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HELOCs vs. home equity loans: Which is better?

HELOCs and home equity loans both have unique benefits that homeowners should explore. Getty Images/iStockphoto

Persistent inflation and rising interest rates are reverberating throughout the economy and Americans are feeling the pinch. And with a potential recession on the horizon, many are looking for ways to make ends meet and pay off high-interest credit cards and other debt.

If you're a homeowner, you can achieve both objectives by taking out a home equity line of credit (HELOC) or home equity loan. These two types of second mortgages use your home's equity as collateral while allowing you to access the money you need. Home equity is the difference between your mortgage balance and your home's current market value.

A HELOC is a revolving line of credit that works similarly to a credit card. You can borrow as often as you like, for as little or as much as you need up to your credit limit. HELOC lenders may allow you to borrow 60% to 85% of your home's equity. They typically come with variable rates and repayment terms for as long as 30 years. Your repayment term includes a draw period, often for 10 years, in which you can withdraw money. Once the draw period ends, you'll enter a repayment period, typically lasting 20 years.

A home equity loan enables you to borrow a lump sum of money that you must repay over a fixed repayment term, typically ranging from five to 30 years. Generally, interest rates are fixed, and you can borrow as much as 80% to 85% of the equity in your home. In other words, if your home has $100,000 in equity, you may qualify for a home equity loan for up to $80,000 to $85,000.

The differences between both options - and the benefits - are unique for each homeowner. You can explore both options to determine which one is better for you here

When a HELOC may be better

Because a HELOC uses your home as collateral, ensure that you understand the repayment plan before signing the agreement. That means you could lose your home if you fail to repay the HELOC as agreed. As you investigate HELOCs, it's helpful to understand the scenarios in which a HELOC may benefit you. Here are three scenarios in which it may be your better option:

  • When you need ongoing access to funds: HELOCs allow you to borrow repeatedly for only as much as you need up to your approved limit. Keep in mind, you'll only pay interest on the amount you withdraw, not the amount of your credit limit. Having the flexibility to borrow as needed makes HELOCs a good option, particularly if you need access to money over an extended period.
  • When you want a credit line to meet future expenses: Perhaps you need cash now to pay for an emergency medical bill, but you know you'll need additional funds in a few years to cover a child's college tuition and related expenses. Since you don't have to accept the full borrowing amount right away—and pay all that interest—a HELOC may provide a more cost-effective option to cover your immediate and future expenses. However, you should exhibit discipline when spending to avoid maxing out your borrowing limit, which could prevent you from accessing money in the future.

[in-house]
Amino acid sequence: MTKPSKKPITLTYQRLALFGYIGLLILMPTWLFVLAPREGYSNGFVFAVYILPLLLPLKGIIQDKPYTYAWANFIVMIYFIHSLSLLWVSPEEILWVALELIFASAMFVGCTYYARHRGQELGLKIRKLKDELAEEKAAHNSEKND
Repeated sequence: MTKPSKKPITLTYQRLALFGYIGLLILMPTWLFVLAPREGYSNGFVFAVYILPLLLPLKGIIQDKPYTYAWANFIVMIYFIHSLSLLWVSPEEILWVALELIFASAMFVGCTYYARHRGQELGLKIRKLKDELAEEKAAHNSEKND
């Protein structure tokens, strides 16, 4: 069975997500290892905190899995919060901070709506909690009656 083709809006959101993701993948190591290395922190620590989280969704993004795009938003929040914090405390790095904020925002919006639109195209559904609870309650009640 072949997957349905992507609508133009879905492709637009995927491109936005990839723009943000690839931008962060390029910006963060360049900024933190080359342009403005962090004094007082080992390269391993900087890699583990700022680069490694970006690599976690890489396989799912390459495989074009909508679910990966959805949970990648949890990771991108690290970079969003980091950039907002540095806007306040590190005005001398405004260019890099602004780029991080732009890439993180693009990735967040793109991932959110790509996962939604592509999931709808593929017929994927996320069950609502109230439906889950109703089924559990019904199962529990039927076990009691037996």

• You want lower interest rates and cheaper closing costs: As a general rule, HELOCs have lower interest rates and closing costs than home equity loans. These costs include fees for your application, title search, and attorney document preparation. Not all HELOCs charge closing costs, but those that do typically charge between 2% and 5% of the loan amount.

You can easily check your local HELOC offers online today.

When a home equity loan may be better

If a HELOC won't meet your needs, consider the benefits of a home equity loan. Here are three scenarios where a home equity loan may be more advantageous than a HELOC:

  • When you want a fixed interest rate: Unlike HELOCs, which usually come with variable interest rates, home equity loans offer a fixed interest rate. A home equity loan can be a better option if you want a monthly payment that remains the same and is protected from potential interest rate hikes.
  • When paying a substantial expense: Accessibility to a sizeable lump-sum borrowing amount makes a home equity loan a good option for covering a significant one-time expense. Borrowers commonly use home equity loans to fund home improvement projects, cover medical bills and pay off credit card debt.
  • When you want an installment loan: A home equity loan is a type of installment loan, like a personal or auto loan. You may prefer the predictability of an installment loan in which you make regular payments for the same amount until your loan is repaid in full.

Learn more about your home equity loan options here now.

The bottom line

Home equity loans and HELOCs share many similar benefits, such as the ability to borrow against the equity in your home. Similarly, you may qualify for a tax deduction if you use funds from a home equity loan or HELOC to build or substantially improve your home.

If you're deciding between these two borrowing options, the decision may come down to which one meets your unique financial needs. Before you agree to a home equity loan or HELOC, compare the terms and conditions of each to see which is most beneficial for your situation. Start exploring your options online now to discover which one is better for you.

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